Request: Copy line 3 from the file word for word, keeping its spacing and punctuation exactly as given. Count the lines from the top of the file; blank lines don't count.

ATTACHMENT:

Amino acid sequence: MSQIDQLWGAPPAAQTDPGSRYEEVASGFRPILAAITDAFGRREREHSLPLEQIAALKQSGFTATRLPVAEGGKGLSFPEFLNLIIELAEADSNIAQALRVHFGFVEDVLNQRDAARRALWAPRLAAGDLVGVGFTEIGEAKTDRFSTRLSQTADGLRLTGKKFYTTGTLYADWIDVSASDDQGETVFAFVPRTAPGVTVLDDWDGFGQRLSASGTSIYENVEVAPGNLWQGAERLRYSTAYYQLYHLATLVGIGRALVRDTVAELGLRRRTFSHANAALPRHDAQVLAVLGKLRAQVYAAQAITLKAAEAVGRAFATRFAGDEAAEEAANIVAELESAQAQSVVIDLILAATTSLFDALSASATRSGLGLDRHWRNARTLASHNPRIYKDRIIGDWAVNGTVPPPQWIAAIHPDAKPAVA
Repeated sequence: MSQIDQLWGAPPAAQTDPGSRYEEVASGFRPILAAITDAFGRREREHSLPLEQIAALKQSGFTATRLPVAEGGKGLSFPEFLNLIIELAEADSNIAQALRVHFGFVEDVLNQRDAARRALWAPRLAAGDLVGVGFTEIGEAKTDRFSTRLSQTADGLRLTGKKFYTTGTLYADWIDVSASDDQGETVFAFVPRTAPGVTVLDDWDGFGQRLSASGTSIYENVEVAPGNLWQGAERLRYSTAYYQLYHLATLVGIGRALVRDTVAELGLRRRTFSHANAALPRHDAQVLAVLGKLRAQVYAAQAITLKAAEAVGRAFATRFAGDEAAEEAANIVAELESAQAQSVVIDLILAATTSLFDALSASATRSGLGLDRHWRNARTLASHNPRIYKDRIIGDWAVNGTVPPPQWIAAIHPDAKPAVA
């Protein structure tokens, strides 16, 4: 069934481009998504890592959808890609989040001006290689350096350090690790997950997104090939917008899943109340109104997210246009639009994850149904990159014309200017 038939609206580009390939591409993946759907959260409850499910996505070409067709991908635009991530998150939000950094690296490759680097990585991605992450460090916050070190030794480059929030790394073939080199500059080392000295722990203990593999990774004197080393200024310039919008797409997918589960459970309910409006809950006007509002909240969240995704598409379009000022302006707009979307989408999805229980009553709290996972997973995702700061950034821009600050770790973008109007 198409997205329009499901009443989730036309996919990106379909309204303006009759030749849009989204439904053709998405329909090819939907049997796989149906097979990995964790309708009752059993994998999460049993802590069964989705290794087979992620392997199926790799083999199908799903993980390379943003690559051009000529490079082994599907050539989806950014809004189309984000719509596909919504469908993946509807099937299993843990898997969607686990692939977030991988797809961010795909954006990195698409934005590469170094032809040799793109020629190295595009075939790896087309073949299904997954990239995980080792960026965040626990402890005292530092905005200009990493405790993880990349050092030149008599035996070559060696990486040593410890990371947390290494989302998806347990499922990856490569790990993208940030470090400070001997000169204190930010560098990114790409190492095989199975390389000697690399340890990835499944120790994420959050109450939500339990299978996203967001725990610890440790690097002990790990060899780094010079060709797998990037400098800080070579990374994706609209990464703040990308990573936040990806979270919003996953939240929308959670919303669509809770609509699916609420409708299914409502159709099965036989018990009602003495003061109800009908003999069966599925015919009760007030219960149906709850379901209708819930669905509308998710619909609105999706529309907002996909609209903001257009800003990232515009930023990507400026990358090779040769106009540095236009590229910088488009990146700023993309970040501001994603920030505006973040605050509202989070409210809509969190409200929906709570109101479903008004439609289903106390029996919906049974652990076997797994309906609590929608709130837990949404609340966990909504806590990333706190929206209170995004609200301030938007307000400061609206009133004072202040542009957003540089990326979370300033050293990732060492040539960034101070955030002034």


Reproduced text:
């Protein structure tokens, strides 16, 4: 069934481009998504890592959808890609989040001006290689350096350090690790997950997104090939917008899943109340109104997210246009639009994850149904990159014309200017 038939609206580009390939591409993946759907959260409850499910996505070409067709991908635009991530998150939000950094690296490759680097990585991605992450460090916050070190030794480059929030790394073939080199500059080392000295722990203990593999990774004197080393200024310039919008797409997918589960459970309910409006809950006007509002909240969240995704598409379009000022302006707009979307989408999805229980009553709290996972997973995702700061950034821009600050770790973008109007 198409997205329009499901009443989730036309996919990106379909309204303006009759030749849009989204439904053709998405329909090819939907049997796989149906097979990995964790309708009752059993994998999460049993802590069964989705290794087979992620392997199926790799083999199908799903993980390379943003690559051009000529490079082994599907050539989806950014809004189309984000719509596909919504469908993946509807099937299993843990898997969607686990692939977030991988797809961010795909954006990195698409934005590469170094032809040799793109020629190295595009075939790896087309073949299904997954990239995980080792960026965040626990402890005292530092905005200009990493405790993880990349050092030149008599035996070559060696990486040593410890990371947390290494989302998806347990499922990856490569790990993208940030470090400070001997000169204190930010560098990114790409190492095989199975390389000697690399340890990835499944120790994420959050109450939500339990299978996203967001725990610890440790690097002990790990060899780094010079060709797998990037400098800080070579990374994706609209990464703040990308990573936040990806979270919003996953939240929308959670919303669509809770609509699916609420409708299914409502159709099965036989018990009602003495003061109800009908003999069966599925015919009760007030219960149906709850379901209708819930669905509308998710619909609105999706529309907002996909609209903001257009800003990232515009930023990507400026990358090779040769106009540095236009590229910088488009990146700023993309970040501001994603920030505006973040605050509202989070409210809509969190409200929906709570109101479903008004439609289903106390029996919906049974652990076997797994309906609590929608709130837990949404609340966990909504806590990333706190929206209170995004609200301030938007307000400061609206009133004072202040542009957003540089990326979370300033050293990732060492040539960034101070955030002034």